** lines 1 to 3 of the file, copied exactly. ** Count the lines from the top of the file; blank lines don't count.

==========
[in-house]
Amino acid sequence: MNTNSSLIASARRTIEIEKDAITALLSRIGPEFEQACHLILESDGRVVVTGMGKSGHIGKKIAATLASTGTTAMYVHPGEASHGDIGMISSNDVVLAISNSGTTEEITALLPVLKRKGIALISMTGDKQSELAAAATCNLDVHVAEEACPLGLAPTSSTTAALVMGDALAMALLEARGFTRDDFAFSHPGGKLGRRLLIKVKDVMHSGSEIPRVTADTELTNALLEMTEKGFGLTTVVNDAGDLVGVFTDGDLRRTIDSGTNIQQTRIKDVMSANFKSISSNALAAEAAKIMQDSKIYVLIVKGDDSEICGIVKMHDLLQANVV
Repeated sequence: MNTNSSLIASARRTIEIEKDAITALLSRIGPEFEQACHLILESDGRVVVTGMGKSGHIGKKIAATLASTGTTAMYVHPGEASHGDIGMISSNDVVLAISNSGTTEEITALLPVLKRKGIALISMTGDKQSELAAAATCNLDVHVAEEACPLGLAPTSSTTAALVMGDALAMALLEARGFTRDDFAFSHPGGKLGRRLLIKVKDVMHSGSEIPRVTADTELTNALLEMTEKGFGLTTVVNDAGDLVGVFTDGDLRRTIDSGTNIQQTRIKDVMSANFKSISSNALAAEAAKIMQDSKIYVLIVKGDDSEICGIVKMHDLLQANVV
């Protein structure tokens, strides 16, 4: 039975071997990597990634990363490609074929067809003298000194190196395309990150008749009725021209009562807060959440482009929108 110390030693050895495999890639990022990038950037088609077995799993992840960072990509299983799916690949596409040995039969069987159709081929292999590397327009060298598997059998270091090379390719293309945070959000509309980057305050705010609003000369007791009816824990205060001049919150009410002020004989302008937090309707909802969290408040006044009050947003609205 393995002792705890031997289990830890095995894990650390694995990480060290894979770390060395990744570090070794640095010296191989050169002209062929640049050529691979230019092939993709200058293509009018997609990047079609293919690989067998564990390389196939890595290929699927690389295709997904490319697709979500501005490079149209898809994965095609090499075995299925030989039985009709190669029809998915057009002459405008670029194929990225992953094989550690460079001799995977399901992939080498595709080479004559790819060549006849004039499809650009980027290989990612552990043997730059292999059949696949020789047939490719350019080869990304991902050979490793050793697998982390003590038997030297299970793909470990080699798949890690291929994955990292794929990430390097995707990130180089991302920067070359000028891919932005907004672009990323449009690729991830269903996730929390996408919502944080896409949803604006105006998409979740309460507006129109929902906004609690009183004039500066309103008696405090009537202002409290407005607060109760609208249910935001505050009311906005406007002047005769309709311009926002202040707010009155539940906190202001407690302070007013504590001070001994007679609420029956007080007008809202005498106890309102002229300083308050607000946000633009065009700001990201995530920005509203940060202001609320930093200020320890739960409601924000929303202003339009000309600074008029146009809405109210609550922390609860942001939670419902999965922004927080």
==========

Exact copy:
[in-house]
Amino acid sequence: MNTNSSLIASARRTIEIEKDAITALLSRIGPEFEQACHLILESDGRVVVTGMGKSGHIGKKIAATLASTGTTAMYVHPGEASHGDIGMISSNDVVLAISNSGTTEEITALLPVLKRKGIALISMTGDKQSELAAAATCNLDVHVAEEACPLGLAPTSSTTAALVMGDALAMALLEARGFTRDDFAFSHPGGKLGRRLLIKVKDVMHSGSEIPRVTADTELTNALLEMTEKGFGLTTVVNDAGDLVGVFTDGDLRRTIDSGTNIQQTRIKDVMSANFKSISSNALAAEAAKIMQDSKIYVLIVKGDDSEICGIVKMHDLLQANVV
Repeated sequence: MNTNSSLIASARRTIEIEKDAITALLSRIGPEFEQACHLILESDGRVVVTGMGKSGHIGKKIAATLASTGTTAMYVHPGEASHGDIGMISSNDVVLAISNSGTTEEITALLPVLKRKGIALISMTGDKQSELAAAATCNLDVHVAEEACPLGLAPTSSTTAALVMGDALAMALLEARGFTRDDFAFSHPGGKLGRRLLIKVKDVMHSGSEIPRVTADTELTNALLEMTEKGFGLTTVVNDAGDLVGVFTDGDLRRTIDSGTNIQQTRIKDVMSANFKSISSNALAAEAAKIMQDSKIYVLIVKGDDSEICGIVKMHDLLQANVV